Curried Roasted Eggplant with Smoked Cardamom and Coconut Milk
A flavorsome vegetable curry.
Prep Time: 15minutes
Cook Time: 50minutes
Servings: 6main-course servings
For the curry:
2poundseggplant (about 10 medium Chinese or Japanese eggplant)
salt, as needed
3tablespoonsghee (or coconut oil if vegan)
2cupsdiced yellow onion (from 2 medium or 3 smaller onions)
5black cardamom pods, cracked
1dried chile de arbol (or other medium-spicy chile), crumbled (more or less to your taste)
8green cardamom pods, cracked
4large garlic cloves, peeled and slivered
1" chunk of ginger, peeled and cut into long, thin strips
1poundripe tomatoes (10 medium dry-farmed Early Girls), stemmed and diced
1can full-fat coconut milk(13.5 ounce / 400 mL)
a few handfuls cilantro leaves, chopped
a handful mint leaves, slivered
1pintwhole milk (Greek)yogurt, for serving
For the rice:
2cupslong-grain basmati rice
3 1/2cupswater, plus more for rinsing the rice
1teaspoonfine sea salt
Roast the eggplant:
Position racks in the upper and lower thirds of the oven and preheat to 400ºIf using a long, slender variety of eggplant, cut them on the diagonal into 1-inch thick slices. If using a globe style eggplant, cut them into 2-inch square chunks. Pile the eggplant slices on a rimmed baking sheet and sprinkle with the olive oil and 1/2 teaspoon salt. Toss to coat with your hands. Spread the eggplant pieces on two baking sheets, and roast until golden on the bottoms, about 15 minutes. Use a thin metal spatula to flip the slices over, and roast until tender and golden, 5-10 more minutes. Remove and turn off the oven.
Make the curry:
Heat the ghee in a large soup pot or dutch oven over a medium flame until it shimmers. Add the onion, black cardamom pods, and crumbled chile de arbol. Reduce the heat to medium-low and cook, stirring occasionally, until the onions are golden and tender, 10-15 minutes.
Meanwhile, break open the green cardamom pods and shake out the black seeds. Combine these with the coriander and peppercorns in a clean coffee grinder or spice grinder and grind finely.
When the onions are soft, stir in the ground spice mixture, turmeric, garlic, and ginger. Cook for a few minutes to toast the spices, then stir in the chopped tomatoes, coconut milk, water, and the roasted eggplant. Increase the heat to bring the curry to a simmer, then reduce the heat and simmer gently for 20-30 minutes, stirring occasionally. When finished, the eggplant should still hold its shape, but the sauce around it should be slightly thickened stew-like. Taste the curry, adding salt if you feel it needs it. It will thicken further if allowed to sit and cool.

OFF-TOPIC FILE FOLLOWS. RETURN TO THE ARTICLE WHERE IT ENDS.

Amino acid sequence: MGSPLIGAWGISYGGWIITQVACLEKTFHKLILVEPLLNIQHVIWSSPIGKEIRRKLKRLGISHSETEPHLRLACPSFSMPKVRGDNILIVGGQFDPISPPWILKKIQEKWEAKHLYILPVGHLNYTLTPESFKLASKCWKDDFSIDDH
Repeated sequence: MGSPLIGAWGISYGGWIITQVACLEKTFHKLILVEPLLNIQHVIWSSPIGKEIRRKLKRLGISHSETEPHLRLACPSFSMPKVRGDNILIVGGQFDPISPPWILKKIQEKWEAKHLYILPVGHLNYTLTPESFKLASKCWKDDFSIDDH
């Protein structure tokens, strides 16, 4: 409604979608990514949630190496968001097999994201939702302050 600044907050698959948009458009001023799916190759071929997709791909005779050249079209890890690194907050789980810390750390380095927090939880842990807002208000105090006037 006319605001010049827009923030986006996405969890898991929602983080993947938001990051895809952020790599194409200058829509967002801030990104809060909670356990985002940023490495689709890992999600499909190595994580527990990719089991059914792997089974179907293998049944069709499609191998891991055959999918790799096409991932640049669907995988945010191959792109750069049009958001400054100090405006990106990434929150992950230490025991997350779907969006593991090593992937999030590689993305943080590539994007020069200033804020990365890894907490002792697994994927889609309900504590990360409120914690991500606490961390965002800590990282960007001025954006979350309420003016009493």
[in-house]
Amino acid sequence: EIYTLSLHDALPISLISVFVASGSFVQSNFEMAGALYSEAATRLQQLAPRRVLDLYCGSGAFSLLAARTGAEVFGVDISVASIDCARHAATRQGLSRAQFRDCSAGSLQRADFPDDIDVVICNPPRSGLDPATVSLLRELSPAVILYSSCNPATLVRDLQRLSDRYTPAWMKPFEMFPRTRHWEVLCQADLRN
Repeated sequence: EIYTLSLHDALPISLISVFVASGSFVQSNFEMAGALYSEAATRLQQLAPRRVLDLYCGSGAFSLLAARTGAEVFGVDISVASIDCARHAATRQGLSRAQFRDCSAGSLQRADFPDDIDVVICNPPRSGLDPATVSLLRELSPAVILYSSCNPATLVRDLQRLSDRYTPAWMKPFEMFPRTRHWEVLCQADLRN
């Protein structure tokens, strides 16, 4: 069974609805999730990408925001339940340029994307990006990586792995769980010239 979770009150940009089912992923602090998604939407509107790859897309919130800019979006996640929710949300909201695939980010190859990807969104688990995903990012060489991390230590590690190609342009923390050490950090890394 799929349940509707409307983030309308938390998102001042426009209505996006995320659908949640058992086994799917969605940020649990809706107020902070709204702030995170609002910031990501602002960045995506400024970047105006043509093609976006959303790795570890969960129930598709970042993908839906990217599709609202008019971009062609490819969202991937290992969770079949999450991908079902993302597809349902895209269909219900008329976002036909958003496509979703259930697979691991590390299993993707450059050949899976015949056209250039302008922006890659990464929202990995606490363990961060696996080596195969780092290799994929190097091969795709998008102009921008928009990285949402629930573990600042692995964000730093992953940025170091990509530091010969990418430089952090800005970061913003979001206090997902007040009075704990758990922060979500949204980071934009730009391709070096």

While the curry simmers, make the rice:
Place the rice in a medium bowl and cover with cool water. Swish around for a few seconds, then drain off the milky water. Repeat this twice more; the water should be fairly clear. Drain the rice well and place it in a large, lidded saucepan with the 3 1/2 cups water and the salt. Bring to a boil over a medium-high flame, then cover the pot, reduce the heat to low, and let steam until the rice is tender and all the water is absorbed, about 15 minutes. If the rice is still crunchy, add another 1/4 cup water and continue cooking. Let the rice stand for ten minutes, then use a fork to fluff the rice.
Serve the things:
Spoon the curry onto a platter and shower with the chopped cilantro and slivered mint, and serve with rice and yogurt.
The curry keeps well, refrigerated, for up to 5 days. Reheat before serving.
Adapted liberally from Nigel Slater's Tender.This recipe works well with fresh small eggplant, such as the Japanese or Chinese varieties; in fact, you might consider roasting a few extra since the baked slices are delicious on their own and may disappear with alarming speed before making it into the final dish. If using larger globe eggplant, cut them into fat chunks, sprinkle them liberally with salt, and let them sit in a colander for 30 minutes to sweat out any bitterness. Rinse them well, drain, and pat dry. Proceed with the recipe, omitting the salt and adding it to the final dish to taste.Black cardamom is a different variety than their green brethren, and the pods are dried over smoke giving them a campfire-like flavor. They add a nice richness to the curry, but they can be omitted if you don't have any on hand. Do warn guests that the stew contains whole black cardamom pods. The pods contain a lot of smoky flavor that comes out when they are stewed with the other ingredients, but biting into one whole is a wholly unpleasant experience.If you cut the tomatoes in a fairly fine dice, the skin and seeds won't be a problem. Alternatively, peel and seed them as per the original recipe.Nutritional values are based on one of six servings.